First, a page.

Before any action was taken towards getting the cancer out, I was offered to be able to have some eggs frozen. For us, the answer was an easy, no thanks. We were very content with our two children. We got what we wanted. And, we are so appreciative for that!
Once my blood results were received I met with the doctor. It was all systems go! I returned to the waiting room to be called into, "Day Care".
My empty chair sat quietly. Actually, that chair has been waiting for me for a very long time. I never knew it was though. How strange. Both good and bad things await our arrival. That chair. It would hold me for a few hours. I snuggled in and immediately a steady flow of tears came. This was it. I have cancer! The nurse assigned to me was so sweet. She reassured me and got ready to insert the cannula. She wasn't so lucky the first time though and neither was I.
Up and until this point I had had a number of dizzy spells. But, what seemed to be something so silly became very real for me at that moment. Perhaps, lying dormant all these years was, Alicia with anxiety issues. I felt faint. My hands tensed up and so did my toes. I couldn't move! I was literally frozen. When I saw my hands and toes I could feel myself sinking further inwards. Pins and needles ran through my chest and belly constricting me. I tried desperately to hold onto the reassurances of those beside me but it was no use. A friend, siting opposite me, had a nurse pass her iPod to me, it was playing relaxation music. Meanwhile, I nurse rushed for a portable DVD player. Eventually my body began to undo its tangled mess. My episode passed.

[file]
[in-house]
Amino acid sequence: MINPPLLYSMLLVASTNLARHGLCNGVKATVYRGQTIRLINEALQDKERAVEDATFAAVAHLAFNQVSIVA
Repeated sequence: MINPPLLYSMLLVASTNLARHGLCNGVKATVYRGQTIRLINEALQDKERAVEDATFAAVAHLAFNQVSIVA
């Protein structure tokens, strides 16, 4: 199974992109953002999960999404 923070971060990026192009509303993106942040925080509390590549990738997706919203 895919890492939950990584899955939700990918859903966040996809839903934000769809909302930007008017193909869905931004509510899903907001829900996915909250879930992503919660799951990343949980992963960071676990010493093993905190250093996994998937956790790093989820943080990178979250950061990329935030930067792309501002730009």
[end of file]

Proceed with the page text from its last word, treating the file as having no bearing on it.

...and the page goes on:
I've thought a great deal about that moment. I would never have though that I would suffer from an anxiety attack. I really can't explain it. Had I not dealt with the diagnosis appropriately? Could it be that I have faked a confidence and masked anxiety all of these years? Was it just a one-off flip-out? I don't know. Of course, that wasn't the end of this chemo virgin's drama.
Once my veins were flushed with saline water the chemo drug, taxotere was sent in. Within five minutes, I began to experience a hot flush and a shortness of breath. Don't worry, it's just a reaction to the drugs. The taxotere was swapped for saline and then I was given taxotere at a lesser dose. After fifteen minutes, it was decided that I could be given the dose as required. An hour later, taxotere was replaced with cyclophosphamide. That was my unique combination of drugs.
The rest of the sitting went smoothly. I watched other patients (including one man) receiving their chemo and was amazed to see so many smiling faces. A box of chocolates were passed around and a real sense of camaraderie enclosed us all.
I made a friend (she was the one who leant me her iPod) at a Chemo Awareness Session, held at the hospital. As it turns out, we will share our chemo time together. And what's more she lives in my suburb! Are you totally getting the feeling, just like me, that the right people are just turning up at the right time? We have been keeping in touch, sharing our progress and encouraging each other. It has been great!
The husband and I walked out of the hospital excited that one session was done and dusted. We were keen to see our children, hungry and nervous to know what lay ahead in the 48 hours proceeding treatment.